Session 1 – Abstracts

BIOLOGY AND MEDICINE I

Blood stem cells: Where do they come from?

Yasamine Ghorbanian
Molecular Biology and Biochemistry
yghorban@uci.edu

A mere 2% of the US population is on the national bone marrow registry and at least 3,000 patients die each year because they cannot find a match for a bone marrow transplant. A way to circumvent the need to find a donor is to make patient specific hematopoietic stem cells (HSCs), the cell type important for bone marrow transplantation. However, this has not been reliably achieved. What remains unknown are the factors necessary for their generation. Thus, there is a critical need to determine where HSCs arise during embryogenesis to understand the signals necessary for their creation. We hypothesize that some HSCs come from the yolk sac, a thin membrane that surrounds the embryo. We have a lineage tracing system that allows us to label and track yolk sac derived cells. Our preliminary data shows that yolk sac derived HSCs persist to adulthood in mice. Once we have identified the contribution of the yolk sac to the HSC pool, we can then identify the factors necessary for the creation of HSCs with hopes of improving bone marrow transplantation to make it a more effective and efficient procedure that is readily available to patients regardless of their ability to find a matching donor.


Love is in the air: Flower scent as a potential reproductive barrier in a Hawaiian plant lineage

John Powers
Ecology and Evolutionary Biology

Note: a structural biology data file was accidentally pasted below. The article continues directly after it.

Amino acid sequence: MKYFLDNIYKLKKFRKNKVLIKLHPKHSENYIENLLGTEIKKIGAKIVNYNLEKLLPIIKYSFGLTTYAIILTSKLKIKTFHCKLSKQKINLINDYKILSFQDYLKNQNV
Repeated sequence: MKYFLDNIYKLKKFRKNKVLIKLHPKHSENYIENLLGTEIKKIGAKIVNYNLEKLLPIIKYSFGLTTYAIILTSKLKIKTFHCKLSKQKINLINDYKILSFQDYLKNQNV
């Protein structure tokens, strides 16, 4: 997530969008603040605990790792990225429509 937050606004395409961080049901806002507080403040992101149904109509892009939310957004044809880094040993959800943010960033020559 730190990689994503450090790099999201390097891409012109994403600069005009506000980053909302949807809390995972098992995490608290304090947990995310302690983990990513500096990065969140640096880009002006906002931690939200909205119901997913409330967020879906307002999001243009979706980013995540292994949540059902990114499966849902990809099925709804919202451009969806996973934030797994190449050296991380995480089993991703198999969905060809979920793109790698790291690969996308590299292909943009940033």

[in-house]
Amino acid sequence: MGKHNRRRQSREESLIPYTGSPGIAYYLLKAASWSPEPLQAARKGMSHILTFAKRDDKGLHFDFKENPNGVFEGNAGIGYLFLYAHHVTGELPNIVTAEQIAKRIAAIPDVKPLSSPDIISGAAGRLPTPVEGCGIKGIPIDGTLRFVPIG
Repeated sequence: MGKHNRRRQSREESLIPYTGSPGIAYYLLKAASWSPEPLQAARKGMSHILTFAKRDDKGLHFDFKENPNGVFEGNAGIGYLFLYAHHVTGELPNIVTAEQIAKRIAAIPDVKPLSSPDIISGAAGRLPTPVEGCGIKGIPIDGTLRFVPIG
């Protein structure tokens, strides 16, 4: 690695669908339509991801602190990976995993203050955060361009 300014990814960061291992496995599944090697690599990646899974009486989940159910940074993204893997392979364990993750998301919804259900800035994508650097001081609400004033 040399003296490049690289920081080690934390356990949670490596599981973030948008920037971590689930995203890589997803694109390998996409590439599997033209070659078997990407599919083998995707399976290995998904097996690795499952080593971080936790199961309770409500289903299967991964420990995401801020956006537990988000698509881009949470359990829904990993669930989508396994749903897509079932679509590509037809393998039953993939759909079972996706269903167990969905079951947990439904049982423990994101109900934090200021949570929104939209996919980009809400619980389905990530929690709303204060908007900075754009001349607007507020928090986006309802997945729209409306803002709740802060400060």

john.powers@uci.edu

In flowering plants, chemical communication often facilitates pollinator specificity, which may affect whether populations diverge or hybridize. Species possessing divergent floral scents may attract distinct pollinators, limiting interspecific pollen transfer. Conversely, shared scents that attract the same pollinator could reduce isolation. Furthermore, ability of pollinators to recognize hybrid scent could mediate gene flow between hybrids and parental species. Hybrids may produce novel scent compounds or reduced emissions. Alternatively, overlap between hybrid and parental scent could enhance uni- or bi-directional gene flow. We investigated the floral scent of two species produced by an island radiation and their artificial hybrids. Despite their geographic overlap, visitation by the same pollinator species, and their ability to artificially hybridize, we have no evidence of natural hybridization or historic genetic exchange.  We found that parental species differed in floral volatile composition, and hybrids were intermediate in their scent composition, prompting further investigation into the chemical mechanisms of attraction and species barriers.


More Money, Less Back Pain? How patients’ income may affect their perceived ability to cope with chronic pain

Margaret Whitley
Public Health
mwhitley@uci.edu

Approaches to coping with chronic pain, like medication or healthcare, can require financial resources. I examined whether income may affect patients’ belief in their ability to cope with pain.

I analyzed survey data from 1394 patients from 125 chiropractic clinics in the US. I used linear regression to explore the relationship between annual household income (divided into tertiles at $50,000 and $100,000) and Chronic Pain Self-Efficacy Scale scores.